Check Out These H.P. Lovecraft Characters As You’ve Never Seen Them Before

h.p. lovecraftIt’s impossible to know what legendary author H.P. Lovecraft would have thought of the Internet had he lived to see it come into existence, or how he would have accepted the rampant admiration and works of written and visual art that pay him respect. (It’s quite possible he wouldn’t have been able to afford a broadband connection.) In any case, we’re pretty sure he would have had a hearty chuckle at the work of comic artist Patrick Dean, who created the “Underwhelming Lovecraft Monsters” webpage earlier this year, for which he has given some of Lovecraft’s most celebrated beasts and stories a more casual flair. You can leave your nightmares next to the thing on the doorstep.

Dean started out by simply putting Great Old Ones and other creatures in simple settings and situations. As you can see in the image above, which you can find on his site here, Dean’s version of Cthulhu doesn’t mind kicking back in a lawn chair, sipping on a cold drink while either spying on neighbors or bird watching. (What else does one do with binoculars these days?) The fact that it’s wearing a hat is the icing on the cake-thulhu.

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Lovecraft Film Festival & Cthulhu Con Uses Kickstarter To Shred The Fabric Of Reality

cthulhuFrom April 11 through April 13, Portland, Oregon will once again turn into a hot spot for The Great Old Ones to get together and feast upon their followes. That’s right, it’s the 19th annual H.P. Lovecraft Film Festival & Cthulhu Con. Dubbed the “Year of the Witch,” part of the focus of this gathering will be on Lovecraft’s short story, “The Dreams of The Witch House.” This is the second year that founder Andrew Migliore has taken to Kickstarter in order to enlist fan’s help to make the festival better than ever.

And it looks like they’ll be doing just that, as the project has taken in over $17,200, a tidy some considering their original goal was $12,000. That doesn’t mean they’ve hit a ceiling and shouldn’t still be helped, however. They have a series of stretch goals being worked out, as well as a steady slew of reveals occurring as they bang out all the details. If you’re lucky enough to either live in Portland, or will be attending the festival this year, you can see that your money is going into the right hands, or tentacles.

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Lovecraftian Twitter Feed Is A Dating Site For Morbid Souls

lovecraftI’ve been married for almost four years now, and have been with the same lady for roughly a billion years, give or take. With her and without her, I’ve never really had problems in the relationship field—humblebrag alert!—but I feel for those that do. The only sure thing when it comes to love is that it’s the most unsure emotion one can feel. Thankfully, there are enough people in the world that nearly everyone should be able to find a mate, and the (fake) dating site Dread Singles wants to put all of these people together, possibly while burning Christian effigies and praising Elder Gods.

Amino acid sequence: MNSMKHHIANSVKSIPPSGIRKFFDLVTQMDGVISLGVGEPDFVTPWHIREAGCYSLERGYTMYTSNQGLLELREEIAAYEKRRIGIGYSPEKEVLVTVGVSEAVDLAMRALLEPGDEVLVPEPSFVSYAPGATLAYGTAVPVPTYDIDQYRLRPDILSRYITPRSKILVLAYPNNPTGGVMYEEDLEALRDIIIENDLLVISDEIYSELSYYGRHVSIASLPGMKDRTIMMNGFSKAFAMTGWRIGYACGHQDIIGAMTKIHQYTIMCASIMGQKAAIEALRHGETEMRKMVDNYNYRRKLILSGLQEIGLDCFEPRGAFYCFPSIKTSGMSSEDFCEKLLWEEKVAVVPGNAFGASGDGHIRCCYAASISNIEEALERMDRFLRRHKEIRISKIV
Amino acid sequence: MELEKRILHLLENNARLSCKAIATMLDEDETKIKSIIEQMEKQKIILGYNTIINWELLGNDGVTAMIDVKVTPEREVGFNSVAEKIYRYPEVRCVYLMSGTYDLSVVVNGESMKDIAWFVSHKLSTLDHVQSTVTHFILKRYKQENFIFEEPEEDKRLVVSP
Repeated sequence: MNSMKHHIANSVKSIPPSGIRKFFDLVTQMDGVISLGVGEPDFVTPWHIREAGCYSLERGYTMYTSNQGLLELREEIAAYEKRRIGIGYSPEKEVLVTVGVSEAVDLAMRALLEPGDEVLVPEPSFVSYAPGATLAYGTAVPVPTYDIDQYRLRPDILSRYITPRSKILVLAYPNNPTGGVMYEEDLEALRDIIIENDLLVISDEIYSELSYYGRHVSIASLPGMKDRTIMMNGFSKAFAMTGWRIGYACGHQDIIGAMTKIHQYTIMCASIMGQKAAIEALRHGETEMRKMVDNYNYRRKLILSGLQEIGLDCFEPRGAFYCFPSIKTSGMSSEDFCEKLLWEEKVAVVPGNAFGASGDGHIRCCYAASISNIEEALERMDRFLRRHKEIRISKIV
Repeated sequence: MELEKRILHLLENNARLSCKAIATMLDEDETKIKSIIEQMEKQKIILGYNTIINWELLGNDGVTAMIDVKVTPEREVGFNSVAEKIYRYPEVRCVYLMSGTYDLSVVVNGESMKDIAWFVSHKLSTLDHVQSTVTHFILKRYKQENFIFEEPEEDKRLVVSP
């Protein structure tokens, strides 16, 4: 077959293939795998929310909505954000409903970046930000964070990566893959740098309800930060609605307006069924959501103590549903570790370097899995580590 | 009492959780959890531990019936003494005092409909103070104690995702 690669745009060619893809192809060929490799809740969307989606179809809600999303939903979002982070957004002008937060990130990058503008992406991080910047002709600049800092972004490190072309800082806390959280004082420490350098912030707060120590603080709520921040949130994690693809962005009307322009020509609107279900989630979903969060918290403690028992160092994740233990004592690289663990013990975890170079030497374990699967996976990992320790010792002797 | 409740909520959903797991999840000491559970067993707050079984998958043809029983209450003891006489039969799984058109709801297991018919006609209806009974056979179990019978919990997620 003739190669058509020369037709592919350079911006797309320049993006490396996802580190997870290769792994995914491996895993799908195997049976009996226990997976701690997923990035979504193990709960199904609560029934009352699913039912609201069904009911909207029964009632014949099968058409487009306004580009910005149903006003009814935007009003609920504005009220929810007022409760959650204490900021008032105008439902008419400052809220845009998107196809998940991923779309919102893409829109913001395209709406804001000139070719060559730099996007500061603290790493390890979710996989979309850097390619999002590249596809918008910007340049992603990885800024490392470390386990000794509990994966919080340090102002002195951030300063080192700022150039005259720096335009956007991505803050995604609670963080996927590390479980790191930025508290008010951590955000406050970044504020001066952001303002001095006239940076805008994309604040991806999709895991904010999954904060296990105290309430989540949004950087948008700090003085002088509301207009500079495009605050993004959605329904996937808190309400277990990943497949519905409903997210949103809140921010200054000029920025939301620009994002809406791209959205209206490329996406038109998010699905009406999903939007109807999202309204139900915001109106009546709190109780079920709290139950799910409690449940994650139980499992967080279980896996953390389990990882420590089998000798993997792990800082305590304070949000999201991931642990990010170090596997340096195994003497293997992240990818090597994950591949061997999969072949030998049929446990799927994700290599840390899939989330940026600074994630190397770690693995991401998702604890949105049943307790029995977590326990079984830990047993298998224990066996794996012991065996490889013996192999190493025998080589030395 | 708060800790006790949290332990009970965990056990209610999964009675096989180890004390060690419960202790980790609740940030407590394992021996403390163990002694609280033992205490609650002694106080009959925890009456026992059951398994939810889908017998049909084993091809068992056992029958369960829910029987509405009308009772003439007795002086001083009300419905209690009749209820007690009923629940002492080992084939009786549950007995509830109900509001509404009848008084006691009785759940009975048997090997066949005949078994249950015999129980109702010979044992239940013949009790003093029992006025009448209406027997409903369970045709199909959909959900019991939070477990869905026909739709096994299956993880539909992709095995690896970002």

Okay, so it’s actually a Twitter feed and not a website, per se. And it doesn’t actually get anyone together for anything except for laughs at macabre visions of Lovecraftian horror. But my point of view is that people with like-minded senses of humor can comment on these posts and then follow each other than then fall in love for the rest of eternity, or whatever endless void awaits the Chosen Ones.

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That Lovecraft Monument In Oklahoma Isn’t So Mysterious After All

lovecraft monumentHere’s the thing about hoaxes, if one happens because some douchebag is trying to swindle people out of money or effort or whatever, then I have a problem with it. If it’s pure delusion, as seems to be the problem here and here, then I still have an issue, but it’s kind of a grey area. I tend to applaud those who enjoy ruffling people’s feathers for the sheer pleasure of the act, which was the case in Oklahoma recently when a concrete pillar appeared on the lawn of the Paseo Grill, seemingly calling for Azathoth, the Lovecraftian god of chaos, to stake his land and claim it. Rather than ancient gods, however, this was the work of two surreal artists who io9 caught up with and interviewed. (Props to the commenter who pointed us to this website on our original post.)

The two men responsible for the random monument are Norman, Oklahoma’s horror-ish author and Editor-in-Chief for Broken River Books J. David Osbourne and artist Eric Piper. You may notice “Eric Piper” is an anagram for the “crier pipi” from the plaque on the pillar. And if you think that little fact is worth pondering, the pair’s answers in the interview questions are even more amazing. When asked if they were fans of H.P. Lovecraft, Osborne, the more vocal of the two, says, “There’s nothing scarier than big slimy things that don’t care. Also I’m really scared of sex, so I’m down with the spooky tentacles.” He then calls upon Cthulhu Mythos-related authors like Thomas Ligotti and Cody Goodfellow.

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